Google Home plays to kids' interests with voice-based games, more from Disney
- Google has added 50 audio experiences aimed at kids to its Google Home line of voice-based smart speakers, Variety reported, including family-friendly activities and games produced in partnership with Disney and Sports Illustrated.
- The activities include a Disney "Mickey Mouse Adventure" game, space trivia, Musical Chairs and audio version of fairytales about Cinderella and Snow White. The voice-based assistant can also respond to "Okay Google, help me with my homework."
- Parents can now add Google Home accounts for their children using the search engine's Family Link program. The feature lets kids personalize the device while also giving parents the ability to supervise their activities.
In its latest move, Google is looking to attract the youngest group of consumers before they have any real purchasing power. Emerging technology directed at children is often a sensitive issue, especially as parents navigate the relatively new space of leaving their kids alone with internet-connected mobile devices.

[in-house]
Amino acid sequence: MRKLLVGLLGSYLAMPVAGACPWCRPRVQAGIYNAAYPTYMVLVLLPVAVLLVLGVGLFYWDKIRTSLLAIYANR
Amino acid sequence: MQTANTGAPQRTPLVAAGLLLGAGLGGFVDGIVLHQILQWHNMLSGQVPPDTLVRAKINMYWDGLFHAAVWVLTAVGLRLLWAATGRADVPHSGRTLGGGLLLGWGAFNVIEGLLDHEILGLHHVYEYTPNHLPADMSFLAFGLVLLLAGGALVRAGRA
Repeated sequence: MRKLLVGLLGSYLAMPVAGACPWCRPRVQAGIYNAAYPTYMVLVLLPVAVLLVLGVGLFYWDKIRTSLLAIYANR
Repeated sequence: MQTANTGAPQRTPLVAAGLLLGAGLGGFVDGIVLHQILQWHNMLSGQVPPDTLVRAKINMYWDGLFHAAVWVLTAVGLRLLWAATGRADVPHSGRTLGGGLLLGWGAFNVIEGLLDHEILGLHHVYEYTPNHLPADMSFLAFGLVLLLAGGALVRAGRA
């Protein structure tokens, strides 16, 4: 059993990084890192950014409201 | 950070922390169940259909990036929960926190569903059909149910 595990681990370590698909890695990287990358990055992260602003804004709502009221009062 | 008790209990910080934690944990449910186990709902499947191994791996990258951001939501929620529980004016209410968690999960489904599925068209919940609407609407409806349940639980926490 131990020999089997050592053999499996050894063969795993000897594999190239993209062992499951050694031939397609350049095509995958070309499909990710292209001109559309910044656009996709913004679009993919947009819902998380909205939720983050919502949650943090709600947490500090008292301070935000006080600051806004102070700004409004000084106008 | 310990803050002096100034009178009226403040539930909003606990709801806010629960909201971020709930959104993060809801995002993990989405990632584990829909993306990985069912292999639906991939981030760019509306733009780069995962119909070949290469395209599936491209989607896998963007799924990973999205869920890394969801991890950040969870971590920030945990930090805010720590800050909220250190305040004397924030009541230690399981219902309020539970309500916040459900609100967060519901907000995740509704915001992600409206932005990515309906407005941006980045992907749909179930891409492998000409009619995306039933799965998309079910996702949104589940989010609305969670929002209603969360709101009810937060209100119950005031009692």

Perhaps some of those concerns will be allayed with Google Home's parental controls, educational activities and games produced in partnership with established family-friendly companies like Disney and SI. Google still must tread carefully when it comes these new offerings, as several companies have recently faced backlash over child privacy concerns. Toymaker Mattel earlier this month withdrew a smart speaker for kids after howls of protest from advocacy groups claiming the "kid version of Amazon Alexa" would act as a spy from infancy through adolescence.
Many parents still won't like the idea of a potentially Big Brother-esque device monitoring their kids and gleaning their information. The Campaign for a Commercial-Free Childhood said children's bedrooms should be free of corporate snooping and data collection that could be used for ad targeting. The advocacy group also cited additional worries, such as using kids for artificial intelligence experiments, training kids to accept constant surveillance and teaching babies to form bonds with inanimate objects instead of human beings.